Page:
Glucocorticoid-induced osteoporosis: pathogenesis, prevention and treatment

Clin Exp Rheumatol. Mar-Apr 1996;14(2):199-206.

Abstract

Glucocorticoids (GC) are widely used for anti-inflammatory and immunosuppressive therapy. Thirty to 50% of GC-treated patients develop osteoporosis. Potential mechanisms of GC-induced osteoporosis (GC-OP) include abnormalities in calcium balance, vitamin D metabolism, parathyroid hormone release and activity, prostaglandin E2 and cytokine synthesis, interference with c-fos and p-53 expression in osteoblasts, and hypogonadism. Early diagnosis and detection of patients at risk are accomplished with rapid, safe and non-invasive bone density measurements. Preventive measures include maintaining a positive calcium balance, vitamin D supplementation (if indicated) and treatment of hypogonadism. The shortest duration and the smallest doses possible of GC for a particular condition are advisable. For high-risk patients and those with established GC-OP calcitonin or bisphosphonate therapy is recommended.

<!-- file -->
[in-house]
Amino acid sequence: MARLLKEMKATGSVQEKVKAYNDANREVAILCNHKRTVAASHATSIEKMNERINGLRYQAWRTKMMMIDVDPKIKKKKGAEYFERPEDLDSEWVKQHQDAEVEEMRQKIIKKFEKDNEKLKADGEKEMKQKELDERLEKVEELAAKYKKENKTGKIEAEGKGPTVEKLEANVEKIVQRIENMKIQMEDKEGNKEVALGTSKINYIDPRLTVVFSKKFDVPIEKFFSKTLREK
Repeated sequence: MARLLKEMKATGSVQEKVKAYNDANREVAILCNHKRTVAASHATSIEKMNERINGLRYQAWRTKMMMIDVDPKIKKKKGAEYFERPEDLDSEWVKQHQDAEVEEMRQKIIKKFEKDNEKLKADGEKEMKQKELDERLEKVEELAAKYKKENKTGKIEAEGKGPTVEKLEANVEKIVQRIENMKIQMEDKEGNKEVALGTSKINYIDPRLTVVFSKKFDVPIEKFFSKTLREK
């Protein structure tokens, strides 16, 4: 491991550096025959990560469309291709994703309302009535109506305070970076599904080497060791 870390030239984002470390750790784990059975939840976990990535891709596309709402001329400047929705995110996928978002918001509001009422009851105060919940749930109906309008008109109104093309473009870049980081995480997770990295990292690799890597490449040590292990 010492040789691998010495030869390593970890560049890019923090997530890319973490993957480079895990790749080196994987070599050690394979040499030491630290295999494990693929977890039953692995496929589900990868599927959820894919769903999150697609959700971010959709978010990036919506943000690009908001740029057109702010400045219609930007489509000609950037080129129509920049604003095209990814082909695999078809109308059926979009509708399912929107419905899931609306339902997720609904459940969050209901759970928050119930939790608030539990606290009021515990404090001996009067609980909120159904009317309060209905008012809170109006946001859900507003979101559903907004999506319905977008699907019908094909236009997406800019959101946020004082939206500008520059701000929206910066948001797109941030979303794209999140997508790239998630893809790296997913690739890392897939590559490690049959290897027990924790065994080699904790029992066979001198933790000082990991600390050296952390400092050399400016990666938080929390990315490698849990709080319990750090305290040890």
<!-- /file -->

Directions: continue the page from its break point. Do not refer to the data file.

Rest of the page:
Publication types

  • Review

MeSH terms

  • Glucocorticoids / adverse effects*
  • Humans
  • Osteoporosis / chemically induced*
  • Osteoporosis / drug therapy*
  • Osteoporosis / prevention & control

Substances

  • Glucocorticoids